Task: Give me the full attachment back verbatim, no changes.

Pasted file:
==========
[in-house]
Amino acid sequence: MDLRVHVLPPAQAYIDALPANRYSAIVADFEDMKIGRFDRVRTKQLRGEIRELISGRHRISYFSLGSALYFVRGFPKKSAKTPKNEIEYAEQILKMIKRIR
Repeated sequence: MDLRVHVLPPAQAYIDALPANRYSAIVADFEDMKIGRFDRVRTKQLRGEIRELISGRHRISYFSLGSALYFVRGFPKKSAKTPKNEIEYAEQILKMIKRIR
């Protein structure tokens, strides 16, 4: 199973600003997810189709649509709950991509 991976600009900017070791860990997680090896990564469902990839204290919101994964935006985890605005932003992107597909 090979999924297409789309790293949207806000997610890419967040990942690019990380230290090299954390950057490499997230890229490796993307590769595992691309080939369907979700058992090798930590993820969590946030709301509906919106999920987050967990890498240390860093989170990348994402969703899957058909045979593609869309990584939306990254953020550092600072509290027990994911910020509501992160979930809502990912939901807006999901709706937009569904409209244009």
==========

[in-house]
Amino acid sequence: MDLRVHVLPPAQAYIDALPANRYSAIVADFEDMKIGRFDRVRTKQLRGEIRELISGRHRISYFSLGSALYFVRGFPKKSAKTPKNEIEYAEQILKMIKRIR
Repeated sequence: MDLRVHVLPPAQAYIDALPANRYSAIVADFEDMKIGRFDRVRTKQLRGEIRELISGRHRISYFSLGSALYFVRGFPKKSAKTPKNEIEYAEQILKMIKRIR
């Protein structure tokens, strides 16, 4: 199973600003997810189709649509709950991509 991976600009900017070791860990997680090896990564469902990839204290919101994964935006985890605005932003992107597909 090979999924297409789309790293949207806000997610890419967040990942690019990380230290090299954390950057490499997230890229490796993307590769595992691309080939369907979700058992090798930590993820969590946030709301509906919106999920987050967990890498240390860093989170990348994402969703899957058909045979593609869309990584939306990254953020550092600072509290027990994911910020509501992160979930809502990912939901807006999901709706937009569904409209244009």